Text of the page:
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Bob Dylan: Two Views from Down Under

Two writers offer perspectives on the same Dylan performance on March 9th in Auckland, New Zealand

Bob Dylan
Bob Dylan performs on stage.
Gijsbert Hanekroot/Redferns

Bob Dylan
Western Springs Stadium
Auckland, New Zealand
March 9th, 1978
By John Dix

Like most of the 31,000 people at Western Springs, I'd never seen Bob Dylan before, this being his first visit to these shores. Throughout the summer, Dylan fans had estivated, awaiting confirmation of their avatar's appearance. When the show was finally announced, plans were made in every corner of the country to get to Auckland. On the night of the concert, the streets surrounding the stadium were filled with coaches, chartered planes flew in from as far away as Dunedin on the other end of the island, and for two days the roads leading into Auckland were strewn with hitchhickers.

A glossy program listed him as "Bob Dylan, Entertainer." A nice touch, also an appropriate one, for Dylan entertained us with an eclectic show, presenting a résumé of his career, from "Blowin' in the Wind" to "Oh Sister." There were no new songs, and every number was rearranged, so much so that a few were almost unrecognizable. Some of the new arrangements worked, some didn't. No matter – it was still another great step for Dylan to take.

The twelve-piece band started off with an instrumental version of "Hard Rain" before Dylan walked on Carrying his black Fender Stratocaster and wearing gray flannels, white sneakers and a tan top hat with a queen of spades tucked in the hatband.

From the beginning, it was obvious that Dylan Rolling Down Under had some surprises in store. He opened with "Love Her with a Feeling," done up with a gospel feeling that reappeared frequently throughout the twenty-nine-song concert. The rearragements of his old songs became breathtaking with "Love Minus Zero/No Limit." Alan Pasqua's Keyboards, Steve Douglas' sax an David Mansfield's violin carried the riff, sounding like a full orchestra, while Dylan stalked the stage without his guitar, almost like a Chaplinesque caricature of a rock singer.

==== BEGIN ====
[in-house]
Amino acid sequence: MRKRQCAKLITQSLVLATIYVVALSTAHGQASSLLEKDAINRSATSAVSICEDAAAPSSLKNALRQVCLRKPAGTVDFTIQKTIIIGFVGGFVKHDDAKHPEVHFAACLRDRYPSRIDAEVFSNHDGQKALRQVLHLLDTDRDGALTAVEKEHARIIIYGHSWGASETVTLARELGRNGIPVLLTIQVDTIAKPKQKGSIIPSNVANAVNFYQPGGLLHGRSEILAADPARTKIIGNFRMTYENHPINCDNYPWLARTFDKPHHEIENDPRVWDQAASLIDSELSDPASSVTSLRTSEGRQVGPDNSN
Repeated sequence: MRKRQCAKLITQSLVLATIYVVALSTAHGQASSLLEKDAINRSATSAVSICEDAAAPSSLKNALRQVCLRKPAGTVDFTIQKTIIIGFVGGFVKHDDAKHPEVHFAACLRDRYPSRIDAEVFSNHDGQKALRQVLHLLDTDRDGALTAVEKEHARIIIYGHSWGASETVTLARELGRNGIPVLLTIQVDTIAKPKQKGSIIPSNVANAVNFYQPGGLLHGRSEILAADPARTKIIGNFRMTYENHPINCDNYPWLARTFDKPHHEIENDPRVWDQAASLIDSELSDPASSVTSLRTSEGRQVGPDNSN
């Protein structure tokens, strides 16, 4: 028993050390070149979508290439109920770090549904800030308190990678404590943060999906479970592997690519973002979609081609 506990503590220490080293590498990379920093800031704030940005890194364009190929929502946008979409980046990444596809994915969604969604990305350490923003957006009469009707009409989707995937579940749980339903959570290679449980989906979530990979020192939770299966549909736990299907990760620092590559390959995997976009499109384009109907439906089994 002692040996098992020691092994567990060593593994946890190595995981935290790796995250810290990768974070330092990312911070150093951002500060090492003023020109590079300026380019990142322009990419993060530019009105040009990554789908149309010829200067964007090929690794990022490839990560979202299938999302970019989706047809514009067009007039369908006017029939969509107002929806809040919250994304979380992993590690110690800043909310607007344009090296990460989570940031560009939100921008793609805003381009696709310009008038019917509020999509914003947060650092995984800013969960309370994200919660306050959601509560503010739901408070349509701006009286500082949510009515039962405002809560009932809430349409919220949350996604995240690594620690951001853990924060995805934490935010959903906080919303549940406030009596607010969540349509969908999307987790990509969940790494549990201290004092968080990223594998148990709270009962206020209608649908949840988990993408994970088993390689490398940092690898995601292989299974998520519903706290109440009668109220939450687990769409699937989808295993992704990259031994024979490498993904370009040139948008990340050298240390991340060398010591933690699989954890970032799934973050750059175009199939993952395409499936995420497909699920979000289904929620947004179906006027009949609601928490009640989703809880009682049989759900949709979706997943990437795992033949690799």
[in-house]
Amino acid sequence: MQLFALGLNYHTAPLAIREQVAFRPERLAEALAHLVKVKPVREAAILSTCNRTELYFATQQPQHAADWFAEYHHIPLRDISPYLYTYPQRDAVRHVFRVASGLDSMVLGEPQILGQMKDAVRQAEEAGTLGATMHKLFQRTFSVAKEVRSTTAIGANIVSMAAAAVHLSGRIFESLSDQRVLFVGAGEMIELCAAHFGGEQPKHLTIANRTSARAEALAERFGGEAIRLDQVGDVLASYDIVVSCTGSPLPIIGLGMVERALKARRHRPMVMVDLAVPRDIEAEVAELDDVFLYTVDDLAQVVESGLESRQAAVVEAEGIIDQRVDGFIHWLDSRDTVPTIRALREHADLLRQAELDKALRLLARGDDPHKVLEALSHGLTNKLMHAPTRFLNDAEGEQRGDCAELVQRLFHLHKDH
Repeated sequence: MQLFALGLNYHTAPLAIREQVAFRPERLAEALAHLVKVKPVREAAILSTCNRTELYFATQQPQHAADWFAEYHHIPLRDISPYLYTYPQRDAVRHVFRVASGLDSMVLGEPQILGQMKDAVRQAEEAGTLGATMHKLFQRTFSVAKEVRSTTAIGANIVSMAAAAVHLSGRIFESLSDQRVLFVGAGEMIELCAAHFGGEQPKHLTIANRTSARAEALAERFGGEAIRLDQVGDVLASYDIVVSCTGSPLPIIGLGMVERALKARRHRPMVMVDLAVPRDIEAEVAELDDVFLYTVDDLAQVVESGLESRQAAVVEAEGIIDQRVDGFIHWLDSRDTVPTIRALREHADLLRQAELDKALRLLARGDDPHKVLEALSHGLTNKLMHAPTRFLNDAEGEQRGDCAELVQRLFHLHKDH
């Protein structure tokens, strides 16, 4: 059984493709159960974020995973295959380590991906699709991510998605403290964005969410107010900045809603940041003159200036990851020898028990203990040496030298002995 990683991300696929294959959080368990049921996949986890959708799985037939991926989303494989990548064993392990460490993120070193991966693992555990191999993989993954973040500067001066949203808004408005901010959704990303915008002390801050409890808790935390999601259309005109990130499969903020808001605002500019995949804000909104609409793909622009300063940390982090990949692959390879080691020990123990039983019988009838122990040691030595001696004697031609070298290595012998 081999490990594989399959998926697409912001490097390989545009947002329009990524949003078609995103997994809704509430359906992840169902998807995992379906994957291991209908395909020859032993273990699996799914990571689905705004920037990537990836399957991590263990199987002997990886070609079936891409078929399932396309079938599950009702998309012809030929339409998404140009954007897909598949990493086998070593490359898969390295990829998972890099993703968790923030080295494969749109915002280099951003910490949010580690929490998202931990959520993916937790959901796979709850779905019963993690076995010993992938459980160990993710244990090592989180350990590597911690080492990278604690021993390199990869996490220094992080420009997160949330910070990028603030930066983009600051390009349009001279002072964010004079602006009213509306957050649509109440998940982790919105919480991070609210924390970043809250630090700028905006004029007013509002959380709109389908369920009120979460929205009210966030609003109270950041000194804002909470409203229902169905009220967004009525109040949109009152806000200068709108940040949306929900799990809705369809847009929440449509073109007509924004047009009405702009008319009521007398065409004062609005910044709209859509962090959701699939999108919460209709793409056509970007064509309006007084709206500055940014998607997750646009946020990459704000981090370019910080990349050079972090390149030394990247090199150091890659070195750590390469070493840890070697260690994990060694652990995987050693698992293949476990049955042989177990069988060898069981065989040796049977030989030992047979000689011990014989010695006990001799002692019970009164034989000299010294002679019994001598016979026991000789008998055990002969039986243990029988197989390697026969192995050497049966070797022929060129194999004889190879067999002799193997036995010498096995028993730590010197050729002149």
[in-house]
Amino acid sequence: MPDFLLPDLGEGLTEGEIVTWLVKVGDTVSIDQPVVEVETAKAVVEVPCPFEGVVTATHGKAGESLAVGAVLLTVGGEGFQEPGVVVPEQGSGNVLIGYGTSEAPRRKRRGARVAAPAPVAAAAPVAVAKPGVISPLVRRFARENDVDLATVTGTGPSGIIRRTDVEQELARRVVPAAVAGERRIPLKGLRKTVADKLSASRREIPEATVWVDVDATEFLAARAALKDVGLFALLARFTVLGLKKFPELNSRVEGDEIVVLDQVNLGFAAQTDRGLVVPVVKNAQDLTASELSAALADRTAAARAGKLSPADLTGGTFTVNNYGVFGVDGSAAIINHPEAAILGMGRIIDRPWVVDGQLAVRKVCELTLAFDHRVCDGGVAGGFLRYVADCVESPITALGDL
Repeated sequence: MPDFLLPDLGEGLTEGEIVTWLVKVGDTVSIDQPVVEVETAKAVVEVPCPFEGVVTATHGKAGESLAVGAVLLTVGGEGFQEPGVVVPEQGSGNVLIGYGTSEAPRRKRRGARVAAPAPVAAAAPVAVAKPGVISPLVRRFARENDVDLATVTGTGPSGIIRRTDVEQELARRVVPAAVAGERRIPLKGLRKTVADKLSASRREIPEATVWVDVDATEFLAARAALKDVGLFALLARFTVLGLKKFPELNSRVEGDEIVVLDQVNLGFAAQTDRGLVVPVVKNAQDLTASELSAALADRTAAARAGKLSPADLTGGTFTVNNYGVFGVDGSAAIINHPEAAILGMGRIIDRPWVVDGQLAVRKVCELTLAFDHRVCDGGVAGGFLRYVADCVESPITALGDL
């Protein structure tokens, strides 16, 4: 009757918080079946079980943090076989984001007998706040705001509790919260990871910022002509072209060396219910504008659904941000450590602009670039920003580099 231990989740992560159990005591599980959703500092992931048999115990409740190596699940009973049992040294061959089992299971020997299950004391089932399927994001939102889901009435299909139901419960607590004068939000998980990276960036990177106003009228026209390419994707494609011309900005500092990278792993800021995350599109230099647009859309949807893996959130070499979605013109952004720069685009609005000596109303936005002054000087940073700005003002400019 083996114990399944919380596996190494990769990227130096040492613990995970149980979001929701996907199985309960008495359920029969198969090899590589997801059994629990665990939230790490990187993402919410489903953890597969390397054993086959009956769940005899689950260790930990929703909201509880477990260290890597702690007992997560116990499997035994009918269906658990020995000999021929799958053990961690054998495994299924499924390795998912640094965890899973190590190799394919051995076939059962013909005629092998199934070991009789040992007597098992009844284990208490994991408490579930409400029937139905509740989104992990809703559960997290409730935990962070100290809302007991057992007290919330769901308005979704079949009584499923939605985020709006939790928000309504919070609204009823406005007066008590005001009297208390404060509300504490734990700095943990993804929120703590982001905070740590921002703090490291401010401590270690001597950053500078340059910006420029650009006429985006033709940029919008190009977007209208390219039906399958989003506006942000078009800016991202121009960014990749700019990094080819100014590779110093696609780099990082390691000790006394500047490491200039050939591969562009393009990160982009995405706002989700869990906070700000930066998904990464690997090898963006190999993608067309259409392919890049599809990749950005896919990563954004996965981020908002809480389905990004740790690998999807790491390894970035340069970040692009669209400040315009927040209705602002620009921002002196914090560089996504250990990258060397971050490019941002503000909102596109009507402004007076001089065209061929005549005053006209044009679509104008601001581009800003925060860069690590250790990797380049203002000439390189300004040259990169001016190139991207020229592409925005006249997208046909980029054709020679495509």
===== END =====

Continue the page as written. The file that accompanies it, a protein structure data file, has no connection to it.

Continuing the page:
Amazingly, he had more surprises ready. "Maggie's Farm" was far superior to the original, "Like a Rolling Stone" was truly stunning, and a heavy-metal treatment of "It's Alright Ma" actually worked.

The material may be old, but the arrangements were startlingly fresh, and it was very apparent that Dylan has assembled the best supporting band he's had since the Hawks. Never count Bob Dylan out; he's back stronger than ever.

Bob Dylan
Western Springs Stadium
Auckland, New Zealand
March 9th, 1978
By Gordon Campbell

Bob Dylan's music tends to move in cycles of expansion and contraction, and his music was tightening up again on his tour of Australasia: the masks, feathers, famous friends and role-playing games of Rolling Thunder were gone and, along with them, the guitar-cluttered sound of that band.

In its place was a tightly arranged and rehearsed unit that combined the best of Rolling Thunder – David Mansfield and the rhythm section of Steven Soles and Rob Stoner – and such good session musicians as Steve Douglas on sax and reeds, Bobbye Hall on congas and percussion and keyboardist Alan Pasqua. Lead guitarist Billy Cross, drummer Ian Wallace and a trio of women harmony singers further defined the clean sound of this band.

Dylan was still doing the old songs, but this backup unit allowed his tonal range to blow wide open. One immediate effect was that Mansfield was freed of the load he had to carry with Rolling Thunder. His violin and mandolin work seemed much more at home in this setting, as one of many options Dylan could call upon.

But the main result of this lineup was that Dylan's melodic gifts were pushed to the fore. He seemed to be exploring the benefits that more complex instrumentation and tight arrangements could lend to his music. For the first time, he was giving full justice to the melodic content of most of his songs.

That was the major reward of this concert: hearing Dylan work changes on music that would seem to be hopelessly familiar. To be surprised by "Blowin' in the Wind," for instance, was a little like rediscovering your own heartbeat. But there it was, floating in over Pasqua's lovely, repetitive piano figures and Cross' sizzling guitar.

"Girl from the North Country," though, was a shock. Through waves of synthesizer sound, Dylan lined out the words in his most velvety voice. The melodic shifts were harder to pull off on word-choked numbers like "Tambourine Man" and "It's Alright Ma," and nothing could save the leaden ker-chunk of his encore, "The Times They Are A-Changin'." But Dylan's ease with the new arrangements was gratifying.

This story is from the May 18, 1978 issue of Rolling Stone.

To read the new issue of Rolling Stone online, plus the entire RS archive: Click Here

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